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Tuesday, July 30, 2019

Let There Be Light - Windows - Steps - Beets - Dogs and Fish

Life has been a flurry of grandchildren visits. We are so blessed to have our grandchildren nearby and able to watch them to help out the parents when the need arises.

Here is a YouTube video clip of our grandson Mason catching a monster fish when he came to spend the weekend:

We've been having so much fun alternating between the grandkids' visits, working on projects with them, and taking them places for some fun.

I love the sounds of clump clump clump up the front porch steps and a bang bang bang on the door as I look at their smiling faces shouting "Hey Grandma and Grandpa, we're here!!!"


One of the items we have been meaning to get done on our National Folk Farmhouse is to add some exterior lighting. Especially around the garage. We decided to install some motion flood lights on alternating corners of the garage. That way the bulbs can aim in each direction and completely cover all four sides of the garage.

We picked up some motion-detecting units and some LED flood bulbs. Steve got to work mounting them up in the corners of the eaves on the garage.

I know motion detector lights are not the most beautiful, but we did manage to buy white ones that will kind of blend in with the rest of the garage trim, soffits, and fascia.

We waited anxiously for the darkness to fall, and then sat in the partially finished she shed looking out the windows. There was nothing moving out in the backyard so Steve finally went out there and walked near the lights so they would fire up.

Ahhhhh Let There Be Light!!!

I think this is going to be especially nice in the winter time. I love sitting at night and looking out at the snow falling, as it's reflected in the exterior lights. When we lived in the log house on North River Road, we had exterior lights on the outside of the patio doors aiming outward. It would reflect on the snowflakes falling down and make such a beautiful sight, reminiscent of a snow globe.  Bring on winter?


As for the She Shed, our next project was installing a little window near the top of the stairs that leads into the kitchen.  This is a really odd shaped window. It was only single paned glass and an old wooden frame.  It needed to be replaced with a thermal-pane or double paned window.  We measured it up and inquired at Menards about having one special made to fit the space. Ack!!! $290.00 I kid you not.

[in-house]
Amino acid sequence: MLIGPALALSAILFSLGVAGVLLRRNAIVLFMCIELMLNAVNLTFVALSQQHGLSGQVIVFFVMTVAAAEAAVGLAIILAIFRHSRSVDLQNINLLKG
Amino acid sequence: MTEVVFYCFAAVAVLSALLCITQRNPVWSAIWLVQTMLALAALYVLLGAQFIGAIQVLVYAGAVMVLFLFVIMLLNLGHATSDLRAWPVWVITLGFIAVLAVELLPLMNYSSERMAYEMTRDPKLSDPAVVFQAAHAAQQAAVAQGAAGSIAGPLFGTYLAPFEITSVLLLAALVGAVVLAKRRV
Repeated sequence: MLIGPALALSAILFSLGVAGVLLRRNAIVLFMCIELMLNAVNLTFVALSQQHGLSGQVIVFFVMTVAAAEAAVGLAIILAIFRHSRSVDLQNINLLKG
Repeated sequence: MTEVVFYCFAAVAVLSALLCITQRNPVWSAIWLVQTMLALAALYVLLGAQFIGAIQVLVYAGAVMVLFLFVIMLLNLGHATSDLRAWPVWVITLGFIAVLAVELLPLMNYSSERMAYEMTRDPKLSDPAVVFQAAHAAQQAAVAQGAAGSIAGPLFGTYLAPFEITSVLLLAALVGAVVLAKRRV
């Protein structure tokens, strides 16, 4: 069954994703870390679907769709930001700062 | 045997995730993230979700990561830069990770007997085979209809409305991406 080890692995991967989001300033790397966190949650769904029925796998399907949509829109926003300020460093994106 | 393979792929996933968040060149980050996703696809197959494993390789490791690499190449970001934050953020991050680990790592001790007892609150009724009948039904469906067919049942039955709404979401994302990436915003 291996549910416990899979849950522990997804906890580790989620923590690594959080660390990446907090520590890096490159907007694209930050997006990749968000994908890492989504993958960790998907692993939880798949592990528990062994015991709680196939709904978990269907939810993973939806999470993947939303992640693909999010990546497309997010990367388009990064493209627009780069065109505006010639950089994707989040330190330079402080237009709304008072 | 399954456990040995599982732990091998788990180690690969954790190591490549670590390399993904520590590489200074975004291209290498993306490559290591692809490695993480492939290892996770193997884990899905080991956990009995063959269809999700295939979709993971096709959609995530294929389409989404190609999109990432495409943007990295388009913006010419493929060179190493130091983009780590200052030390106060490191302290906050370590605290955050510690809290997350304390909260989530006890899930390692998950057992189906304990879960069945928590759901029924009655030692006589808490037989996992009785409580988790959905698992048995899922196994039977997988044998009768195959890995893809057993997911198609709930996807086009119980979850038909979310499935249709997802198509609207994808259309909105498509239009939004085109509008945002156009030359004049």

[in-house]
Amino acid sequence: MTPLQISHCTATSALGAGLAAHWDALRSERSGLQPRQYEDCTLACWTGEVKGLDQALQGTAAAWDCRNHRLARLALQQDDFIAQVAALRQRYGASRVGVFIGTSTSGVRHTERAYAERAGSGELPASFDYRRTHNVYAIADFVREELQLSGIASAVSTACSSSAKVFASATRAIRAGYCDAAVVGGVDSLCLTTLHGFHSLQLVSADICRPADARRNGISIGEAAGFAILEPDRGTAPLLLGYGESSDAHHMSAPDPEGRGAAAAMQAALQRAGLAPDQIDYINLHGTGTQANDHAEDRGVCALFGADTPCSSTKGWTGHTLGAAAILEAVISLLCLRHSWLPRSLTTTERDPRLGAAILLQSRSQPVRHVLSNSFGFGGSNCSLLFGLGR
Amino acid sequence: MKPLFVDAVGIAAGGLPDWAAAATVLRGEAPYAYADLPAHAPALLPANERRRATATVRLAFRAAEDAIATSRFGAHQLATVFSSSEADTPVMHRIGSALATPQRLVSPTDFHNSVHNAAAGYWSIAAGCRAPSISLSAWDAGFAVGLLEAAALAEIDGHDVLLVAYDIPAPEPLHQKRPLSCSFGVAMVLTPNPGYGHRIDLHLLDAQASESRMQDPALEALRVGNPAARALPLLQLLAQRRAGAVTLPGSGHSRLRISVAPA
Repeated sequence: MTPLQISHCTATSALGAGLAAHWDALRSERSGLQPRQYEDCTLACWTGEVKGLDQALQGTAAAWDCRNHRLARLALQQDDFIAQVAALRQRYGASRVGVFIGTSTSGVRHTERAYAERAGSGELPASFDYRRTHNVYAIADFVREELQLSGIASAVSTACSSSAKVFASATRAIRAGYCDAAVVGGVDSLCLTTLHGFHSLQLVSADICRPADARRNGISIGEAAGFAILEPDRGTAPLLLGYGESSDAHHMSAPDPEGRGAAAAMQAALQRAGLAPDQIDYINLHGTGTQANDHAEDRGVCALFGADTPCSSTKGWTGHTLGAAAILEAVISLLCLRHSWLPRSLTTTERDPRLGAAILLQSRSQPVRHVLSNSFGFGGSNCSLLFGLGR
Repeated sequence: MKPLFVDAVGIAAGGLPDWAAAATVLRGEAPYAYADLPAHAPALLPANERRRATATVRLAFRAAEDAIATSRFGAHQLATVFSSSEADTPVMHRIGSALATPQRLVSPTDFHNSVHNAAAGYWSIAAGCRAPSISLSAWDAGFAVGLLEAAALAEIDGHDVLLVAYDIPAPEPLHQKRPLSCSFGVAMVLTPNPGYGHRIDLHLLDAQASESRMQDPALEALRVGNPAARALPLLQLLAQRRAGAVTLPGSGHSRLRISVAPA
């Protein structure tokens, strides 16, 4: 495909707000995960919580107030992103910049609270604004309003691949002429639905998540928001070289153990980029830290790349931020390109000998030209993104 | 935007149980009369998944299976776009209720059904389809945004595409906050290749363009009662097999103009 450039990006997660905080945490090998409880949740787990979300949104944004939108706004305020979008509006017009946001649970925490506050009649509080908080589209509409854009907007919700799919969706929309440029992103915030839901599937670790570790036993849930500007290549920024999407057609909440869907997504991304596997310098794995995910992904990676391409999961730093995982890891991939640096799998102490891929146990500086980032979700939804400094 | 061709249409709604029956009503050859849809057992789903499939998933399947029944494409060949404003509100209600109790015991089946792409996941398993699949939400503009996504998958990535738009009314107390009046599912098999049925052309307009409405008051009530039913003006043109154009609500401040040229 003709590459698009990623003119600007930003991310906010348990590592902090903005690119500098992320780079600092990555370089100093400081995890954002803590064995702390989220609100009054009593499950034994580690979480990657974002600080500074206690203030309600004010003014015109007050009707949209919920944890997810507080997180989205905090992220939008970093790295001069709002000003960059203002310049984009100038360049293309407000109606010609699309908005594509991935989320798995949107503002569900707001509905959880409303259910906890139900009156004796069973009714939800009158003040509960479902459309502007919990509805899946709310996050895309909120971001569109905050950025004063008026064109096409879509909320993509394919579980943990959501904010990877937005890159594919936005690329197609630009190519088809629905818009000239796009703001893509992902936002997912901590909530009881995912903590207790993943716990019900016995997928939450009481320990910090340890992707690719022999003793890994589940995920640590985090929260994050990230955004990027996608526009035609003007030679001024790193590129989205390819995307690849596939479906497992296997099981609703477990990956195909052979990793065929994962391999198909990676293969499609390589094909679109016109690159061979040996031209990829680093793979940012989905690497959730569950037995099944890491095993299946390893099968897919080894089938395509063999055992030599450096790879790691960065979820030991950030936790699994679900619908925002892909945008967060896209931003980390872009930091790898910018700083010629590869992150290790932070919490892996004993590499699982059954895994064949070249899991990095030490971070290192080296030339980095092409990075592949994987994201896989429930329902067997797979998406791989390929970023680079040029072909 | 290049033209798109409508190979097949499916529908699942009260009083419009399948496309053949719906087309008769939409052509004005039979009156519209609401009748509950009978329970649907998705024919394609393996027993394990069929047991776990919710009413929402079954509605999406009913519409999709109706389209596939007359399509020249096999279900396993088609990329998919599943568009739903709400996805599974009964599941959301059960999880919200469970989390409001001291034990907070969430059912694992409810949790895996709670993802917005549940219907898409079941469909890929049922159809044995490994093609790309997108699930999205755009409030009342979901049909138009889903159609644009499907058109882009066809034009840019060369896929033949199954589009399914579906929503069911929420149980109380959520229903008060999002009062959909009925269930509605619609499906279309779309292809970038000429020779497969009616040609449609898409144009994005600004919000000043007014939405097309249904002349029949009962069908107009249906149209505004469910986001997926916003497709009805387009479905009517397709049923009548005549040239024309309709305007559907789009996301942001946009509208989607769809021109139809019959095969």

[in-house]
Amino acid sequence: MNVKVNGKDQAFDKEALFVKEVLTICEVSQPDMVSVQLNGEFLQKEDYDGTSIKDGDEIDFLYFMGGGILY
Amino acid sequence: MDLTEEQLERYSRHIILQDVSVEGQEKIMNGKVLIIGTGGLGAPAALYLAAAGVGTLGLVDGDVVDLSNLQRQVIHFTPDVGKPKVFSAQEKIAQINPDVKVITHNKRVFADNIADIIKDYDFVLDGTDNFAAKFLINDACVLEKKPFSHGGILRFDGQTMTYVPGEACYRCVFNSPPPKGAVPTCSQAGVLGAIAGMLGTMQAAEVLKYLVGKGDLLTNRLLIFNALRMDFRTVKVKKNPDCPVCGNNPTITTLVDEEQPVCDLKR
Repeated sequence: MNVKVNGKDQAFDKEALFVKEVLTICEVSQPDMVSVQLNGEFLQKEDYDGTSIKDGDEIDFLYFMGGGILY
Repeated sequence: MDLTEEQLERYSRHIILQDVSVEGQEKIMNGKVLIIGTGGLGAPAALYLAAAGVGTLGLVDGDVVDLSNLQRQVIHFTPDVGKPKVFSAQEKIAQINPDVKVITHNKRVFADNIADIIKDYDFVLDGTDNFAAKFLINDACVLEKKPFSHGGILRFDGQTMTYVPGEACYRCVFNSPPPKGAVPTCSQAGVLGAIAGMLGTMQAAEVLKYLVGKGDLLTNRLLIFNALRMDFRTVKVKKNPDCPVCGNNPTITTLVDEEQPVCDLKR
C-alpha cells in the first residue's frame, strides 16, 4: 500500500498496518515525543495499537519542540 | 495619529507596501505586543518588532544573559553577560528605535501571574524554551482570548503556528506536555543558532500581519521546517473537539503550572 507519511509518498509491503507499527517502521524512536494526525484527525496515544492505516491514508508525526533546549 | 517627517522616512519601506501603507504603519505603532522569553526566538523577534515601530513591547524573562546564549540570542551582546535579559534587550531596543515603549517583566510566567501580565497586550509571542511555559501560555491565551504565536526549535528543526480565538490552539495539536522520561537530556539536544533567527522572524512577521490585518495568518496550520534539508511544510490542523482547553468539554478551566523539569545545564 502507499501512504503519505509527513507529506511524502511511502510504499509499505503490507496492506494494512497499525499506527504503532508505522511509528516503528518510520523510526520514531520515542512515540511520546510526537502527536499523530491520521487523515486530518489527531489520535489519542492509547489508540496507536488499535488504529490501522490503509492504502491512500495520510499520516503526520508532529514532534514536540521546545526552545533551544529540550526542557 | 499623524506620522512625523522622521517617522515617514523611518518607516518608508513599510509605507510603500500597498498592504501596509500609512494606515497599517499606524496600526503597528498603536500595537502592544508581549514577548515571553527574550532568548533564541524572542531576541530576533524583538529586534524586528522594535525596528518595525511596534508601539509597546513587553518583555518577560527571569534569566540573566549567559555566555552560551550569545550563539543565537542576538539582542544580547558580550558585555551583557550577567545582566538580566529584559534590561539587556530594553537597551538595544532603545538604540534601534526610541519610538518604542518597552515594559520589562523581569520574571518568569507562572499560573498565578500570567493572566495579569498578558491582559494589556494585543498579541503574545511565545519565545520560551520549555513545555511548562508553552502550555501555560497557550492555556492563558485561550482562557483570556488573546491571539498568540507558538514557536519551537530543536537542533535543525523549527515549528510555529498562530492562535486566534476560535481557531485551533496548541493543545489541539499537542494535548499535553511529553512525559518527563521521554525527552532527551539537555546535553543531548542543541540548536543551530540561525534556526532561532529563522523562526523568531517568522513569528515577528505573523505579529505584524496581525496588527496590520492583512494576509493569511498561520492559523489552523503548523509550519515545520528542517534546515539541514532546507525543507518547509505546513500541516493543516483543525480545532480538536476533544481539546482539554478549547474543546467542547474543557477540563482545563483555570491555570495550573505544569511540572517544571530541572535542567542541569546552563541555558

We managed to find one at Habitat for Humanity ReStore that was for $20, but it was also their 75% off sale on all windows and doors. So we got it for five bucks! it wasn't quite as tall as we needed for the space there would be an extra inch on the top and the bottom. It is a nice high quality window with the same matching grids between the glass.  It cranks out in a vertical method, but we needed to mount it horizontally, like an awning window.  Hey, that's okay, Steve would make it work.

With Steve working from the outside on the ladder, and myself on the inside holding it and placing the shims until we had it level and plumb. We make a good team and figure out how to make the best with what we have.

Soon he trimmed out the window on the exterior and I was able to give it a coat of paint before it started to rain. It's best to get the wood sealed in and not have it absorb any additional moisture.
This morning I went back out and gave it a second coat of paint, as well as touching up all of the other windows that we have installed so far.


Steve is gone today, helping his brother Pete on a garden shed at his house in Menasha. Steve, Pete, and their brother Mark are all working together to make their garden shed a pleasing feature in Pete's backyard. Brotherly love.

I worked on some projects myself while Steve is off doing these other adventures.

Since we are not able to move the front steps, due to a crazy new city ordinance that won't let us put anything new within a 25 ft setback of the road, we had to leave the steps where they already are. That means they are grandfathered in where they are at right now, so we will make the best of it.